Las Vegas Sun

October 17, 2017

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Nevada GOP will grill, endorse candidates in party primary

Click to enlarge photo

Michael McDonald, Feb 28, 2012.

Candidates competing in the Nevada Republican primary election this spring may find a friend — or foe — in the Nevada Republican Party, which is presenting them with something of a litmus test to see how they stand on various issues and principles.

They will then be interviewed by 16 party leaders who will eventually recommend which candidates should be supported by the Nevada Republican Party in the statewide June 10 primary election.

In the 13-question survey, candidates will be asked to offer their views on the Nevada Republican Party platform, their approach to communicating with Republican Party leaders about legislation and policy, and their stances on issues such as the Second Amendment of the Constitution, a state income tax, and privatization of government services, according to a copy of the survey obtained by the Sun.

The survey comes as the Nevada Republican Party's members are seeking greater sway among candidates and incumbents who they say have sometimes ignored the party.

Michael McDonald, chairman of the Nevada Republican Party, was said to be in meetings Monday evening and not available for comment by phone or email.

Previously he told the Las Vegas Review-Journal: "The people driving this had a kind of feeling that they wanted to be more involved in the process. They felt they weren't relevant and that, basically, the consultants have taken charge and the people have lost their voice."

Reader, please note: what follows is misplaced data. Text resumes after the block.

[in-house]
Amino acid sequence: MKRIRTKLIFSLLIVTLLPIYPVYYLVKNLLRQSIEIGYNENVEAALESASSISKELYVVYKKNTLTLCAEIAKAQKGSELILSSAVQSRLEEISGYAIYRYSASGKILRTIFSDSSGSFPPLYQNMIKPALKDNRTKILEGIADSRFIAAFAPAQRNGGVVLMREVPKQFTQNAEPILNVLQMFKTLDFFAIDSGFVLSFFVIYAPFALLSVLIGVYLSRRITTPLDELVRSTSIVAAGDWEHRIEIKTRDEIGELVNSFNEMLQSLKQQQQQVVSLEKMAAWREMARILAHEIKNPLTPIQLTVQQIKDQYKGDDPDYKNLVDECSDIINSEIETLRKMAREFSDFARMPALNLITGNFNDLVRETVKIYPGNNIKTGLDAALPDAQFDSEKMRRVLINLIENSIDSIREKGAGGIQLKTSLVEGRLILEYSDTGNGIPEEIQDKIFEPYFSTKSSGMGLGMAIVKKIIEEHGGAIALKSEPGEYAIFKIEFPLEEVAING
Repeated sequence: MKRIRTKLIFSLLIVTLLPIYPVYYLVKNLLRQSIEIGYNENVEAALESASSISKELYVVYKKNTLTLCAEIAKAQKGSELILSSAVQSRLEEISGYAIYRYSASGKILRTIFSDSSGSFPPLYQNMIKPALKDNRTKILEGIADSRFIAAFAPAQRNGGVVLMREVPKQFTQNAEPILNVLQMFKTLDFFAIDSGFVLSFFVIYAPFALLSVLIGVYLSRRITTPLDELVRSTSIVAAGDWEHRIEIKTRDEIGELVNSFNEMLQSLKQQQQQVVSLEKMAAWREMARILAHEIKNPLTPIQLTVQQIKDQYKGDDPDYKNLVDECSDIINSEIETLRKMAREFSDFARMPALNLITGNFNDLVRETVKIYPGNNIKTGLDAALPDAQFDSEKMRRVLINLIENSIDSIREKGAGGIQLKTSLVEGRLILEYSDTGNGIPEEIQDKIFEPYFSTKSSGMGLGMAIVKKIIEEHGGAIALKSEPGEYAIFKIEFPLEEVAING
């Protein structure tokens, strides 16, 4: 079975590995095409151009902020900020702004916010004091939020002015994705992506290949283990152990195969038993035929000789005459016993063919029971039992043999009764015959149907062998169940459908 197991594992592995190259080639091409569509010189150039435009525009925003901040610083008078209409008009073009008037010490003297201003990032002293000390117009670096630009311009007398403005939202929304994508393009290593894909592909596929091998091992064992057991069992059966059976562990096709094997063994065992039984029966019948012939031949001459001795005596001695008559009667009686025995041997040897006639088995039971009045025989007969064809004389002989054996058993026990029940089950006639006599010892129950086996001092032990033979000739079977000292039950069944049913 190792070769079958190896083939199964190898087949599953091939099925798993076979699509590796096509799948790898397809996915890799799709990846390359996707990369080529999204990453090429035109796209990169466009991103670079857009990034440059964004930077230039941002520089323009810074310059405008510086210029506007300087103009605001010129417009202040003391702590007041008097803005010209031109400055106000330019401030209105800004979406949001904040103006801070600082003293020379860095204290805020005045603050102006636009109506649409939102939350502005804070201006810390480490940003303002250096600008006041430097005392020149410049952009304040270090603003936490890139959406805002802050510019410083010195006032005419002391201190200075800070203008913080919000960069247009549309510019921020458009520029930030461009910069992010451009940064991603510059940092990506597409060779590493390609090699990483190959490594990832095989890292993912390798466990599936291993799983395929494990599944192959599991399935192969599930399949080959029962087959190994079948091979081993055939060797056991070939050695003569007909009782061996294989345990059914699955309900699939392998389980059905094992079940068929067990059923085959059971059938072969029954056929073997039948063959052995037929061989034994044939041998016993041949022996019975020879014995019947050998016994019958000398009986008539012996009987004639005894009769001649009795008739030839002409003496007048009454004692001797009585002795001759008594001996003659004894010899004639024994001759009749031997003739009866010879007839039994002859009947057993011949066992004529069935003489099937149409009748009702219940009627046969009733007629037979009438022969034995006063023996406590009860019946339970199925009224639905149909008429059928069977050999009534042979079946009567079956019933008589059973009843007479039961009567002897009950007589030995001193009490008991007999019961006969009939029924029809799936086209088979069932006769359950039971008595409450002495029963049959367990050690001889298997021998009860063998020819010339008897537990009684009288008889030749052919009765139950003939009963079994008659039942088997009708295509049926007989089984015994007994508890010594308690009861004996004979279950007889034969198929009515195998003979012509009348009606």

Four questions specifically address the Nevada Republican Party:

• "What is the role of the Nevada Republican Party?"

• "In what ways have/will you participate in the growing success within the Nevada Republican Party & its affiliates?"

• "Have you read the Nevada Republican Party Platform? Describe your position on the platform and its relationship to your office."

• "As an official, what is/will be your approach towards party leaders' and members' communication regarding legislation and/or policy?"

Republican Gov. Brian Sandoval does not plan to take the survey, said Jeremy Hughes, Sandoval's campaign manager.

Although it"s unusual for a state"s political party to endorse candidates in a primary election, individual Republican candidates and groups of elected officials in the Nevada Legislature have also offered their primary endorsements to their preferred candidates.

In one of the most contentious Republican primary races, Sandoval has endorsed Sen. Mark Hutchison, R- Las Vegas, for lieutenant governor. Hutchison is facing former U.S. Senate candidate Sue Lowden in the GOP primary election.

Lowden will be participating in the party endorsement process and has answered the questions on the survey, said Tom Letizia, Lowden's campaign manager.

"I think it's always very important to get the endorsement from your very own party," he said. That's a great sign when your own party supports you. ... I hope we're fortunate enough to get that endorsement."

Letizia said Lowden has completed the survey and will submit it soon.

The Hutchison campaign was not available for comment.

Some elected officials in the Nevada Legislature have said they do not plan to participate in the endorsement process, a source told the Sun.

McDonald, who defeated Sandoval's candidate for state GOP chairman in an election last year, will be one of the 16 Republicans choosing which candidate the party will endorse.

Other members of the committee include party members from Clark, Washoe and rural counties as well as Republican National Committeewoman Diana Orrock and Jesse Law, who worked with McDonald at the state party.

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